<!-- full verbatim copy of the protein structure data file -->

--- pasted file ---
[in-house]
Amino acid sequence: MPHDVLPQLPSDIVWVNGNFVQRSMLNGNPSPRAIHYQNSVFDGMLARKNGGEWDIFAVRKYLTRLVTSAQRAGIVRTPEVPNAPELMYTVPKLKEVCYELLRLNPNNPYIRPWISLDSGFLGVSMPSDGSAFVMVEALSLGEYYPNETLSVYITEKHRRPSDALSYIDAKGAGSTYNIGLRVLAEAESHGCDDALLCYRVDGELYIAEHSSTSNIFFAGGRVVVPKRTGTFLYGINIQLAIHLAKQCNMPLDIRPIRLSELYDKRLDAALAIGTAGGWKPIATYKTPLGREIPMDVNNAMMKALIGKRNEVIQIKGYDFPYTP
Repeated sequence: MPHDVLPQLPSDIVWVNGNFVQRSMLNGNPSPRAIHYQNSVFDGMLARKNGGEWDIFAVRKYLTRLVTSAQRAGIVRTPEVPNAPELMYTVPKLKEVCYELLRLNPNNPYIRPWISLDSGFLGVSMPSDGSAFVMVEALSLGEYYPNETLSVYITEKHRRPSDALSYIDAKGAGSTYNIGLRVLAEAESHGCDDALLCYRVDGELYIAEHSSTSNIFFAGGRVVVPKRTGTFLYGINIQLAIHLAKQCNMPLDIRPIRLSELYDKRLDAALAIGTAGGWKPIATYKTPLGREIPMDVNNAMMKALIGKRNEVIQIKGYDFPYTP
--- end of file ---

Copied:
[in-house]
Amino acid sequence: MPHDVLPQLPSDIVWVNGNFVQRSMLNGNPSPRAIHYQNSVFDGMLARKNGGEWDIFAVRKYLTRLVTSAQRAGIVRTPEVPNAPELMYTVPKLKEVCYELLRLNPNNPYIRPWISLDSGFLGVSMPSDGSAFVMVEALSLGEYYPNETLSVYITEKHRRPSDALSYIDAKGAGSTYNIGLRVLAEAESHGCDDALLCYRVDGELYIAEHSSTSNIFFAGGRVVVPKRTGTFLYGINIQLAIHLAKQCNMPLDIRPIRLSELYDKRLDAALAIGTAGGWKPIATYKTPLGREIPMDVNNAMMKALIGKRNEVIQIKGYDFPYTP
Repeated sequence: MPHDVLPQLPSDIVWVNGNFVQRSMLNGNPSPRAIHYQNSVFDGMLARKNGGEWDIFAVRKYLTRLVTSAQRAGIVRTPEVPNAPELMYTVPKLKEVCYELLRLNPNNPYIRPWISLDSGFLGVSMPSDGSAFVMVEALSLGEYYPNETLSVYITEKHRRPSDALSYIDAKGAGSTYNIGLRVLAEAESHGCDDALLCYRVDGELYIAEHSSTSNIFFAGGRVVVPKRTGTFLYGINIQLAIHLAKQCNMPLDIRPIRLSELYDKRLDAALAIGTAGGWKPIATYKTPLGREIPMDVNNAMMKALIGKRNEVIQIKGYDFPYTP